Low pile rugs give a soft feeling to walk on and can also be luxurious, although it is not on the same level that can be found on a high pile rug. Low pile rugs tend to be more affordable and durable than high pile rugs as well. They require less frequent vacuuming since they accumulate dirt or pet hair much less.
Low pile rugs are more friendly to your family member who suffers from allergies or other kinds of respiratory problems.
Good to Know: Do you know that you can custom make a handtufted rug in all shapes and sizes, in whatever pattern you like with an unlimited number of colors? See our previous article Handtufted Area Rug Guide to learn more.
How to choose an area rug for a small living room?
If you live in a small apartment (which most of us do) and have a narrow living room, consider placing the area rug using either the half legs on or the no legs on (only coffee table) method we mentioned above.
Ensure the rug is having the right proportion to the living room's size, not just the coffee table itself. If you plan to put the carpet in the no legs on arrangement, leave about 6" in front of each piece of seating.
When picking a rug design for a small living room, go with stripes, textures, or a simple pattern that will make the room looks larger. A plain color shaggy rug is a great alternative in bringing the living room a calm and warm feeling.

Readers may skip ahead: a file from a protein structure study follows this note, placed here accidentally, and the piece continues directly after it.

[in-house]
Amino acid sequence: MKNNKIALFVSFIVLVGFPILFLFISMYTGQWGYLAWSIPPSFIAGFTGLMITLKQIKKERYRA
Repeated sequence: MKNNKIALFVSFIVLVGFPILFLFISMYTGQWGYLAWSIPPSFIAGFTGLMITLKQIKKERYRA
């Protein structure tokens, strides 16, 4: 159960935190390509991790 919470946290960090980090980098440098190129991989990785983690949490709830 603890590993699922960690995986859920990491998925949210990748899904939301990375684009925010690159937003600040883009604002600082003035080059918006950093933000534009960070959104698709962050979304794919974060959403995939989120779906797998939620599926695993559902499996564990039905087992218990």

How to choose area rugs for an open floor plan?
In an open-plan space where no wall is present to separate the different zones in a home, the rugs play an essential role in defining each space's purpose.
When buying area rugs for an open plan layout, the traditional way is laying two different rugs, one under the conversation area and the other one under the dining table, to clearly define the space for both areas.
We recommend picking both rugs that share a similar color palette or design to harmonize both spaces' overall atmosphere.
Choosing a Rug for an odd-shaped living room
Buying a rug for an oddly shaped living room is challenging. Not everyone lives in a house that the living room is in a perfect square or rectangle.
When designing these odd-shaped rooms, the key is to rearrange the furniture to draw attention away from these imbalanced corners.
Try putting an asymmetrical rug, mix and match with carpet tiles, or even a cowhide in the seating area.